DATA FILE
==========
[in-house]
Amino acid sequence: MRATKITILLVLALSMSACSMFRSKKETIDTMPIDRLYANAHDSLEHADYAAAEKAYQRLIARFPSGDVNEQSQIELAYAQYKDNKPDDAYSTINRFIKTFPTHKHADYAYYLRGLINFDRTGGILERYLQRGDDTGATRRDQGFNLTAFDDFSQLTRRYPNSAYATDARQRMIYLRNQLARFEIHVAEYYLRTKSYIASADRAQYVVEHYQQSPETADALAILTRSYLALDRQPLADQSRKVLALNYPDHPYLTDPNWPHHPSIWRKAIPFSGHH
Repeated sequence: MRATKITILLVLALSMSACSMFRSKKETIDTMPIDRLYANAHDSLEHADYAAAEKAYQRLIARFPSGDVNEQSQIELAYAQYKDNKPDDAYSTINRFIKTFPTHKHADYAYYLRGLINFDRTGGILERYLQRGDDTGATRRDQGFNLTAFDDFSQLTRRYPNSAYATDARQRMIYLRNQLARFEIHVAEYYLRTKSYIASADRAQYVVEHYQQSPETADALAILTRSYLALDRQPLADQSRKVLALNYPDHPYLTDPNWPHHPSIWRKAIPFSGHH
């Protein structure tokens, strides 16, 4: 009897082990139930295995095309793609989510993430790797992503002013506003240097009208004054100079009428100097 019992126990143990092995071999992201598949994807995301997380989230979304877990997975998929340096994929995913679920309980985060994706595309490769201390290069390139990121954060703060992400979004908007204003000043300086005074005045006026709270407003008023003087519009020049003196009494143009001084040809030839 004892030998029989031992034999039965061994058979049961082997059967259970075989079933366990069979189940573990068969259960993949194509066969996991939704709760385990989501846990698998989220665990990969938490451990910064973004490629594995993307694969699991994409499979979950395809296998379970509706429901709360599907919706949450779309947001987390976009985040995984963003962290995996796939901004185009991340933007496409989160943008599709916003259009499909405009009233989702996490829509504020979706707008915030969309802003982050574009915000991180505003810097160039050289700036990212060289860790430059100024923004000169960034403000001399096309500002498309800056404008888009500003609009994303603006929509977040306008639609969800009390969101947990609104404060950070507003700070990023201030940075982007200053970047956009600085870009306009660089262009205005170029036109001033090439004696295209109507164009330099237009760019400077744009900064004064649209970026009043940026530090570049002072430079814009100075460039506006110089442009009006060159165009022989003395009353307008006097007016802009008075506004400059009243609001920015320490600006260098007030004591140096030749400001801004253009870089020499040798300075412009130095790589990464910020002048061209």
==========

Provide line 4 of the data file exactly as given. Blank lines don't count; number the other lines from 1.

């Protein structure tokens, strides 16, 4: 009897082990139930295995095309793609989510993430790797992503002013506003240097009208004054100079009428100097 019992126990143990092995071999992201598949994807995301997380989230979304877990997975998929340096994929995913679920309980985060994706595309490769201390290069390139990121954060703060992400979004908007204003000043300086005074005045006026709270407003008023003087519009020049003196009494143009001084040809030839 004892030998029989031992034999039965061994058979049961082997059967259970075989079933366990069979189940573990068969259960993949194509066969996991939704709760385990989501846990698998989220665990990969938490451990910064973004490629594995993307694969699991994409499979979950395809296998379970509706429901709360599907919706949450779309947001987390976009985040995984963003962290995996796939901004185009991340933007496409989160943008599709916003259009499909405009009233989702996490829509504020979706707008915030969309802003982050574009915000991180505003810097160039050289700036990212060289860790430059100024923004000169960034403000001399096309500002498309800056404008888009500003609009994303603006929509977040306008639609969800009390969101947990609104404060950070507003700070990023201030940075982007200053970047956009600085870009306009660089262009205005170029036109001033090439004696295209109507164009330099237009760019400077744009900064004064649209970026009043940026530090570049002072430079814009100075460039506006110089442009009006060159165009022989003395009353307008006097007016802009008075506004400059009243609001920015320490600006260098007030004591140096030749400001801004253009870089020499040798300075412009130095790589990464910020002048061209």